For a couple of years, Kid swam/water polo’ed/dove. She was never completely dry and the back seat of my car was a shade lighter than the front seat thanks to chlorine.
While all three pool sports shared a venue, the participants were easily categorized. The swim-team kids were the ones shaped like inverted triangles, the water-polo players were covered in bruises and the divers had destroyed hair.
“Didn’t they all?”
Swim team wore caps, water-polo wore caps- at least in part so an opponent didn’t tear off their ears- but divers, did not. The pattern of diving/waiting to dive created greater porosity in the hair, leading to greater damage.
If pressed, I think the most baffling thing to explain to anyone younger than 25 is how rarely anyone over 45 took a picture.
Well, that and rotary phones.
I imagine myself pulling down a photo album and then stopping to explain a photo album.
Having broken down the idea of "We printed them and then put them in a book and never looked at them unlike now, where they are in your phone and you never look at them," I'd show them an average page.
Birthday or two.
"That's a year," I would say.
They'd possibly push the pictures a few times, thinking that maybe it would open a file of the rest of the 16,000 images of pets, meals and bomb-light pouting which is now how we measure a year.
"Nope," I'd say cheerfully, "The picture were printed, picked up, put in here."
As anyone who has followed me for a while knows, my volunteering energy goes a bunch of places but I put the bulk of it towards @SanteDOr, a tiny, nearly all-volunteer rescue, based in a single storefront in Atwater Village.
Don't let the size fool you.
In the last twenty years, they have saved and placed thousands of cats, some dogs, a few very confused rabbits and one very alarmed hamster. During the pandemic, they redoubled their TNR efforts because a lot of groups were overwhelmed.
They are good people.
Stuff gets done.
More to the point, animals get second chances. Frequently during a Trap/Neuter/Release program in a feral cat colony a volunteer will realize a "Feral" cat is frantically purring and curling around their hands, desperate for safety and care again.
"I LIKE this dress!" Consort says appreciatively. I nod in agreement; it's very flattering, clever enough to keep me from yelling about who would pay over $700 for this dress. I mean, I wouldn't but I respect that someone with near-infinite resources would.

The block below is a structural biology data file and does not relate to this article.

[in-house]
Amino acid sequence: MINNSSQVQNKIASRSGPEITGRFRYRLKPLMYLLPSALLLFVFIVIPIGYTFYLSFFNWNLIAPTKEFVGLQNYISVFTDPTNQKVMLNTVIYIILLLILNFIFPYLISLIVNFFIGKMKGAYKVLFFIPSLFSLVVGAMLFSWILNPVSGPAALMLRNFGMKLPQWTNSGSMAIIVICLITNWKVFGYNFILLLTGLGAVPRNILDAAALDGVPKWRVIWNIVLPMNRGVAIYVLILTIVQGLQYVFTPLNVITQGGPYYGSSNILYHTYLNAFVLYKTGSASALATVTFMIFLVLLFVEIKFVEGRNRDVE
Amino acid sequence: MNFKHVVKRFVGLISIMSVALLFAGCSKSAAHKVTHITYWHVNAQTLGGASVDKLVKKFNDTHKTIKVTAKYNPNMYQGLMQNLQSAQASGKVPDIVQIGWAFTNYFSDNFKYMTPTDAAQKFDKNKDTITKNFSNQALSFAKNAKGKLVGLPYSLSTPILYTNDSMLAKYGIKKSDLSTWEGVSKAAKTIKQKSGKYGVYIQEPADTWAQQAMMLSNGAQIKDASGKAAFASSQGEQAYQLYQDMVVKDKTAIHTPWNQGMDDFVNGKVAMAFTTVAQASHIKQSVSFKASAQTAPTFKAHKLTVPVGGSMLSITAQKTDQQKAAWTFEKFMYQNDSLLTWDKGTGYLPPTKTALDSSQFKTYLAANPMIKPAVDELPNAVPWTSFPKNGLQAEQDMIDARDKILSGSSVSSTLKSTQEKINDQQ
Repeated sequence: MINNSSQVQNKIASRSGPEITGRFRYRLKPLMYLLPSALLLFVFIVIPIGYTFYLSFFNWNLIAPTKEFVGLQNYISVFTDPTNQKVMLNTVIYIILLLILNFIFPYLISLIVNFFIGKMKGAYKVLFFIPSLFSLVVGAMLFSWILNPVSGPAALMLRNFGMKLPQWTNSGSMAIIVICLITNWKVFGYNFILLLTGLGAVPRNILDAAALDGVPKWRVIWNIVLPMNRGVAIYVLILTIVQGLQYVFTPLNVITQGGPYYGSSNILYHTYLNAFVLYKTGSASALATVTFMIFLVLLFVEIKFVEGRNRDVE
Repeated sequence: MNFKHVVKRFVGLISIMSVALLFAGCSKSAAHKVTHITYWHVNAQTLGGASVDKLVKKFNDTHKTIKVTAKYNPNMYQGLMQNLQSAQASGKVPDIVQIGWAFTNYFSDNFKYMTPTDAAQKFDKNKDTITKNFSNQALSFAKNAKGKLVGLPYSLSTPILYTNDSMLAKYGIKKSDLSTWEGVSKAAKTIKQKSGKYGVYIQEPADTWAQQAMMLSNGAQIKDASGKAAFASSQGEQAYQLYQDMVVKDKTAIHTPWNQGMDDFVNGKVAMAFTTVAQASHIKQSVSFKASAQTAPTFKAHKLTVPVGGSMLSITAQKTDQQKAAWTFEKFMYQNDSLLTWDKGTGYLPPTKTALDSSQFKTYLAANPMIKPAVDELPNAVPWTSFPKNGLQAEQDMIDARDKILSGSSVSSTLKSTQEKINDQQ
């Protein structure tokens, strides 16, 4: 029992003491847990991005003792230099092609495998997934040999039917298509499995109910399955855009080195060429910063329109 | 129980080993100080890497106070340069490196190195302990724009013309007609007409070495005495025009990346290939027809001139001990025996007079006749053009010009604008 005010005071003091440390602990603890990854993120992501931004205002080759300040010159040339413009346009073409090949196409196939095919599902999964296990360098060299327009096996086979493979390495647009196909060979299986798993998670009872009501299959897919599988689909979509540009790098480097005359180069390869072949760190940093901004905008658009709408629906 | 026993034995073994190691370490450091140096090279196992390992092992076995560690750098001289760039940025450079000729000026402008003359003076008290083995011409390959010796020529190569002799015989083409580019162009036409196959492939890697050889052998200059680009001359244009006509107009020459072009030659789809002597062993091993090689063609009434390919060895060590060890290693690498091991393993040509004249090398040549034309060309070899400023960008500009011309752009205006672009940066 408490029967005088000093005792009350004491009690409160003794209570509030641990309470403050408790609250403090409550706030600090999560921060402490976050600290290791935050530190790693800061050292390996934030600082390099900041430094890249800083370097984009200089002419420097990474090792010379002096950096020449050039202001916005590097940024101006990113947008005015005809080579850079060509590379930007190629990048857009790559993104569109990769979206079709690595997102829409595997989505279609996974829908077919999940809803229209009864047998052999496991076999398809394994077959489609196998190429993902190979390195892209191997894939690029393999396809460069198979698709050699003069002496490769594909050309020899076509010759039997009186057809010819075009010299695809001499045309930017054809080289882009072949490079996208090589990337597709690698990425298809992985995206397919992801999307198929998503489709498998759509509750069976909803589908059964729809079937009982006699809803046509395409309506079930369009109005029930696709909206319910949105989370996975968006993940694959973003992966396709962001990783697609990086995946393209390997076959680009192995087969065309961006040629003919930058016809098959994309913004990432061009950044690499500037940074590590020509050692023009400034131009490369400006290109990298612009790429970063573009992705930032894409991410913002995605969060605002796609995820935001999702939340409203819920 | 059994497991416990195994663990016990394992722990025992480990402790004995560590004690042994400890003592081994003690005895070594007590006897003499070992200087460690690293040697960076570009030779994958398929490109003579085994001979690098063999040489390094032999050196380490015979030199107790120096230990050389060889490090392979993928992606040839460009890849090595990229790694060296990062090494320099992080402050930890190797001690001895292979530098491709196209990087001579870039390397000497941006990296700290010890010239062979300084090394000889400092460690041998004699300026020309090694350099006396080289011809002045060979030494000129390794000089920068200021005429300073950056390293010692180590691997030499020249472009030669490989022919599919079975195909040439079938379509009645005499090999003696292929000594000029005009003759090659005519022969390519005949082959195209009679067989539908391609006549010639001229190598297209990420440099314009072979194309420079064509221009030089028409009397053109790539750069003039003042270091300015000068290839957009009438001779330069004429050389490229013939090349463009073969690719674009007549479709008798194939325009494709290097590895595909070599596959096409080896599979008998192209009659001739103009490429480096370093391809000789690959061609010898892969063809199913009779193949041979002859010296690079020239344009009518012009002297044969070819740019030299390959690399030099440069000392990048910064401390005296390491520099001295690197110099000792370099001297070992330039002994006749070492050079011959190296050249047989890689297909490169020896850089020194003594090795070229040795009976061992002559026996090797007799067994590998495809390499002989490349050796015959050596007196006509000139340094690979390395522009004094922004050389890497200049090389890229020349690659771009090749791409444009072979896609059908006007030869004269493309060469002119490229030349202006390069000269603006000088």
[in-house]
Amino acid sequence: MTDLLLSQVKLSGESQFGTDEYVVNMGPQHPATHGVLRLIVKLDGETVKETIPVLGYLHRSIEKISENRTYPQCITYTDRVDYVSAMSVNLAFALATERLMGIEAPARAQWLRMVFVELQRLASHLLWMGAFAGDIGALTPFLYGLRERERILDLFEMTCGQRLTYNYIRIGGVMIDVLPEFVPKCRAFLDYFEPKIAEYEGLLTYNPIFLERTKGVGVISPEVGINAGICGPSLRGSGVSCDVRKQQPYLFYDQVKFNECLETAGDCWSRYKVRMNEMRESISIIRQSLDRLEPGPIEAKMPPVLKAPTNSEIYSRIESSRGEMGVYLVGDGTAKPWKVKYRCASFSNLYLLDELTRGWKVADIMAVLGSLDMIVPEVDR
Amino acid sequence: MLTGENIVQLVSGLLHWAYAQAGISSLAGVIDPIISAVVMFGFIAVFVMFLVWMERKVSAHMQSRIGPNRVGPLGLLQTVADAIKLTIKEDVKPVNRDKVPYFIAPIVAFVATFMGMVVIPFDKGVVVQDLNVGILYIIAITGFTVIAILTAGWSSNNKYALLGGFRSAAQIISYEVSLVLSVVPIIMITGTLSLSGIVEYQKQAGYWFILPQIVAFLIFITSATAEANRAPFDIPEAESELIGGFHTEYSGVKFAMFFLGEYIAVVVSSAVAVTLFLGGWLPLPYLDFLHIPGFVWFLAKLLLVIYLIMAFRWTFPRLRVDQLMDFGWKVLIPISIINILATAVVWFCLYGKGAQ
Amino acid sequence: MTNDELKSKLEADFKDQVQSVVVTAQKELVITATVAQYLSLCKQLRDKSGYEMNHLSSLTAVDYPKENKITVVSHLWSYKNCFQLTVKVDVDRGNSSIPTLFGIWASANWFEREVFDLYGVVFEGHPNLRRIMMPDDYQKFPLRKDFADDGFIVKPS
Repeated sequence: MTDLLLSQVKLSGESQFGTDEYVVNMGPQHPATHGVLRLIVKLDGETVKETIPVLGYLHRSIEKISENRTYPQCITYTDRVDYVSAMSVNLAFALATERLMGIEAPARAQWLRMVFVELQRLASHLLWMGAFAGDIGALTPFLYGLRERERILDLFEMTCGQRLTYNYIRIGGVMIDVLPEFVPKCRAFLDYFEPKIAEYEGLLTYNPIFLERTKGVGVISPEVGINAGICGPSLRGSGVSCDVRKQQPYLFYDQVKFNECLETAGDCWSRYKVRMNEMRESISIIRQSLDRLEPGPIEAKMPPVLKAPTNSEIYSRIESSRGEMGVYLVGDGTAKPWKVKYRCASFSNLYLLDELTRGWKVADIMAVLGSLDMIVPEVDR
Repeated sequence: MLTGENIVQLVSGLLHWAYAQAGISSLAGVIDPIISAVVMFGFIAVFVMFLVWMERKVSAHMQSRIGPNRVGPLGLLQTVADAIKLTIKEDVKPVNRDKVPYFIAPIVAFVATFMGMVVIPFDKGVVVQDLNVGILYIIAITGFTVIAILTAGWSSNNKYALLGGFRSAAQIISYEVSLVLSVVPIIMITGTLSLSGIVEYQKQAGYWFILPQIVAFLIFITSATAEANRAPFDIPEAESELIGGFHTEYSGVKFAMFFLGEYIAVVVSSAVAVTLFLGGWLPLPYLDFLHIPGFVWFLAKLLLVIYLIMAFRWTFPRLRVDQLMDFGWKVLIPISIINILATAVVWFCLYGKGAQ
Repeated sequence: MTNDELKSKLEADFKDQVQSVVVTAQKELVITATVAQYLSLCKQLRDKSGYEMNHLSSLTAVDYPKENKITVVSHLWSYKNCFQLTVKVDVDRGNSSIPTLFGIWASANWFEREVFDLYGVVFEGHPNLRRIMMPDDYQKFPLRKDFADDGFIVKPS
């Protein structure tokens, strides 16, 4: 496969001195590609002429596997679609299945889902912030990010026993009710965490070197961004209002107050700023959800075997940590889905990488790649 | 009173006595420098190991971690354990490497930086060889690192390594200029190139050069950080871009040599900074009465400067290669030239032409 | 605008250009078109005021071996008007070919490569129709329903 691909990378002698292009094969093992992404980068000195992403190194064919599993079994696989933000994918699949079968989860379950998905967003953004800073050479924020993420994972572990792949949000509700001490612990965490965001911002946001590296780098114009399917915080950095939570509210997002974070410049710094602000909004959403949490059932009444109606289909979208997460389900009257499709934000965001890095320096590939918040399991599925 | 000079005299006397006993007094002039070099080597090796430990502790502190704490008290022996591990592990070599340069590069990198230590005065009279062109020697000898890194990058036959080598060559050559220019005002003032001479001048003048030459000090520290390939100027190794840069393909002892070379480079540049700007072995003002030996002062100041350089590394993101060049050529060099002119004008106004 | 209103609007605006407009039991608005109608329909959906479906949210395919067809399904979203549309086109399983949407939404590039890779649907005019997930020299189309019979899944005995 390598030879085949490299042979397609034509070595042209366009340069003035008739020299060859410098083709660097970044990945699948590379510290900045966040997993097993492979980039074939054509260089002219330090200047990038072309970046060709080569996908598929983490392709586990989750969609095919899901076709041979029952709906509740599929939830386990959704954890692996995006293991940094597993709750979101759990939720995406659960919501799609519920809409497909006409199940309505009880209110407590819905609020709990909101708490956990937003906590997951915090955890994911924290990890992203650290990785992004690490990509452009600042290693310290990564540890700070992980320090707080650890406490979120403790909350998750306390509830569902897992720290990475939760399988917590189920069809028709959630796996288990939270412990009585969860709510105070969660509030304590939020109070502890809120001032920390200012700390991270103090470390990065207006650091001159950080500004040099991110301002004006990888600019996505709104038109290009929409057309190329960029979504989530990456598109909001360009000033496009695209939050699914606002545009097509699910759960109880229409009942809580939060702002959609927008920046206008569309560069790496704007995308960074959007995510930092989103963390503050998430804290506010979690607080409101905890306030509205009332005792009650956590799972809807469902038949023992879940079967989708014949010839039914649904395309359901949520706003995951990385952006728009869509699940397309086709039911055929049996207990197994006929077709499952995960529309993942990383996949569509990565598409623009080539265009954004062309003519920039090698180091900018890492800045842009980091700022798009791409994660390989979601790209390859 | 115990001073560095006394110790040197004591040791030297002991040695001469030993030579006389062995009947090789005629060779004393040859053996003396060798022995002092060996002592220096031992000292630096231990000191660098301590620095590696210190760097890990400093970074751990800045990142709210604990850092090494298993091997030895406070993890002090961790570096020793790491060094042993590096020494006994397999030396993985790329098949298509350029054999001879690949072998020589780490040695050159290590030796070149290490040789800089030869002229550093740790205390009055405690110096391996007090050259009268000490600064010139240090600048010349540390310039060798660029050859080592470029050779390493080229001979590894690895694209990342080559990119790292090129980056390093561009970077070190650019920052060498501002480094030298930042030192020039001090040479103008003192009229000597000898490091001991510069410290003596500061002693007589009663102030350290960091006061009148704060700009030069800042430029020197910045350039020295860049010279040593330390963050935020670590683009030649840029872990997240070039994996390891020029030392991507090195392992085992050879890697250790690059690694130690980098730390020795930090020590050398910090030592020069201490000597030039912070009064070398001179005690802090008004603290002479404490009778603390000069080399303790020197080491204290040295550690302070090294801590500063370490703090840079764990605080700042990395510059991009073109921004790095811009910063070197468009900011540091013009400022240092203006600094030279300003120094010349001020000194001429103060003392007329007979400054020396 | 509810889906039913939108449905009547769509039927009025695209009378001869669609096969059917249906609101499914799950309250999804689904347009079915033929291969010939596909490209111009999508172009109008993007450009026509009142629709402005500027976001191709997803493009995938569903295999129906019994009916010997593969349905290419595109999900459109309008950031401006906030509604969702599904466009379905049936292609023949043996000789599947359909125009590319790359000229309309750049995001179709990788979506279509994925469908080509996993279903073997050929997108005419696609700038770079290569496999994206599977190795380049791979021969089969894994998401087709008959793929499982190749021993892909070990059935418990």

I swish around so the dress can have a moment and Consort says happily, "I'm glad you're enjoying this experiment."
I stop mid-swish.
"Oh, I wouldn't say that," I say, then add, "I mean, it's fine. It's a good writing prompt."
Even the best couples have unbridgeable chasms.
I think of Consort's temperament as the byproduct of his Mediterranean ancestors, a man capable of great pleasure merely by being surrounded by the things in this world which matter to him. A great red wine being drunk with lifelong friends on a lakeside porch?
For one, they were probably not sex workers. Not that their job matters but it set the narrative of blame, a narrative which continues. Rubenhold tells some harrowing stories in her podcast of Ripperheads rating the victims in terms of their sexual appeal.
(You already know that the people attacking her on social media for telling their actual stories, for not being interested in "solving" the case, for giving the victims their humanity back are, by a wide margin, men)
I don't think you will be surprised to learn I have zero interest or aptitude for the domestic arts. If you've ever heard any of the Biblical passage waxing lyrical about what a real woman does (Proverbs 31:10-31), well, I am Goofus to that Gallant.
This past year, I was (badly) ironing some dress shirt belonging to Consort as we were going to a Zoom funeral. I was watching a pleasantly anodyne baking show while I ironed when I suddenly realized the shirt was done and I still had more show.
I like things to line up.